|Portrait of a Lover is a second-chance-at-love story. Though it is
fairly well written, little distinguishes it from similar novels.
Twelve years ago, Annabelle Lawson met a man on a train and, despite
the presence of an elderly female relative, arranged to see him again. Their first assignation by the river lead to another. Over the course of weeks, he taught her how to fish, and she painted his portrait. By the end of the summer, she was certain she was in love with him and had every reason to believe he reciprocated her feelings. So when he decided to call their relationship off, she followed him to his work place to change his mind. That was when she discovered the kind and amorous Mr. Edwards was in fact the
villainous Magnus Wallis, her adopted brother Whitby's cousin and sworn enemy.
Magnus had never intended to let things go so far. He kept his identity secret, believing that Whitby (whose story is told in Love According to Lily) would never tolerate him and that he had no place in Annabelle's world. When he realized their summer affair was becoming too serious, he deliberately denied any feeling for her, hoping to put a stop to further developments. And when Whitby offered him a substantial sum of money in exchange for leaving the country, he accepted.
Having made his fortune in the United States, Magnus is now back in England. He hopes to win Annabelle's love again and invites her to exhibit her paintings at his art gallery. She accepts this second chance at love, but they still have to convince her brother to
withdraw his disapproval.
My main discomfort with the novel is Annabelle's far too rapid decision to give Magnus another chance. Despite his first betrayal and deception, she doesn't hesitate too much about accepting his invitation. Of course, permitting him to show her paintings is in her
own interest: it isn't every day that an unknown can exhibit in the company of the best. But soon after she agrees, she discovers that he is not as selfish and mercenary as she suspected. Can a man who gives money to orphans and who rebuilds tenement housing at his own cost be really bad? That little doubt is enough for her to jump into bed with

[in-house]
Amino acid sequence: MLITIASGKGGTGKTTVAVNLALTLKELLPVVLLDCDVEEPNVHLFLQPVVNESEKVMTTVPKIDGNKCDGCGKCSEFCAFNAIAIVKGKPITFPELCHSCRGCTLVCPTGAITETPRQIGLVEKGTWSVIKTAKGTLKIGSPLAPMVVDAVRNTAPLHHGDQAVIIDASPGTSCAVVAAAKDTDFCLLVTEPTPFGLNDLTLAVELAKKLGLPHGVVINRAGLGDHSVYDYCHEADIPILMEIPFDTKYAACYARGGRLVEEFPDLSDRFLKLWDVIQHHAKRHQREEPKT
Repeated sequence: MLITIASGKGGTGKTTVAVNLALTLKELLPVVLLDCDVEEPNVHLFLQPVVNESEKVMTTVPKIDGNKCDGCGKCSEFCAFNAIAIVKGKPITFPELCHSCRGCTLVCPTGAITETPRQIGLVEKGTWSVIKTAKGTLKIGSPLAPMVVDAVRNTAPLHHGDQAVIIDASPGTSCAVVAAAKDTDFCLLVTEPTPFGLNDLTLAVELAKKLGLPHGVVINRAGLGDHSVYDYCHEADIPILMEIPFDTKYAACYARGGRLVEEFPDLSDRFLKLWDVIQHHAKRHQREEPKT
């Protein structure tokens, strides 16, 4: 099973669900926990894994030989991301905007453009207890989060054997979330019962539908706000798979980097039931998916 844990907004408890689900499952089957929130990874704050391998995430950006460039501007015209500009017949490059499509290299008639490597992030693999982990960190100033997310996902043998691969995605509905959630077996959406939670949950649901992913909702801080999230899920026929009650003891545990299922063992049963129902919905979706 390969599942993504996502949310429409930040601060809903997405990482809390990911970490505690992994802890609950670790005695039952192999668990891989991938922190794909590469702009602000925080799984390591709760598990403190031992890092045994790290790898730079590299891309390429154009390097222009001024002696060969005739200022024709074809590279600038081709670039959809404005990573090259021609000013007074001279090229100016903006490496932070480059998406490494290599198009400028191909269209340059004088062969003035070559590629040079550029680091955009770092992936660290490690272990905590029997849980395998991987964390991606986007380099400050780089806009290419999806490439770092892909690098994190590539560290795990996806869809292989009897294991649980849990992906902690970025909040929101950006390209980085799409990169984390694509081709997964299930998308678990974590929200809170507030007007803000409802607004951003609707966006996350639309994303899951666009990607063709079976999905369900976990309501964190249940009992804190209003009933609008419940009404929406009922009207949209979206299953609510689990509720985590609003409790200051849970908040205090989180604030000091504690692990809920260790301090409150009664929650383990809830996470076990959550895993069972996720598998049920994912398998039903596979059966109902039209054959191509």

him. And after a couple of days sharing sheets, all her hesitation is gone. Can I be blamed for thinking her a ditz?
Annabelle nevertheless demonstrates more intelligence at the end when she deliberately postpones her romantic resolution to pursue a different path. This detour intimates more substantial character development and a final reunion that is much more credible for me.
Some passages jarred with the rest of the book. While it is pretty clear that Magnus left Annabelle twelve years ago because he believed there was no future for them, at certain moments he speaks as if he had deliberately set out to deceive her to get his back on Whitby. A kind reader would see these inconsistencies as indications of a
conflicted character. A harsher one would argue for a stronger editorial hand. She would also wonder whether Julian Maclean was having a hard time making the characters in this novel fit with what they do in earlier novels in the series.
While Portrait of a Lover is supposed to be a historical romance, the
background is sparse. I do not ask to be drowned in detail, but I do appreciate the small touches that reveal the essence of a period. Yet, with the exception of the occasional mention of groundbreaking painters, such as Mary Cassatt, the characters occupy a whitewashed landscape that could be placed at any point in the nineteenth century. In fact, the story could even be transposed to the present without too many changes.
Portrait of a Lover is not so badly flawed as to be avoided. It simply isn't rich enough to be kept forever.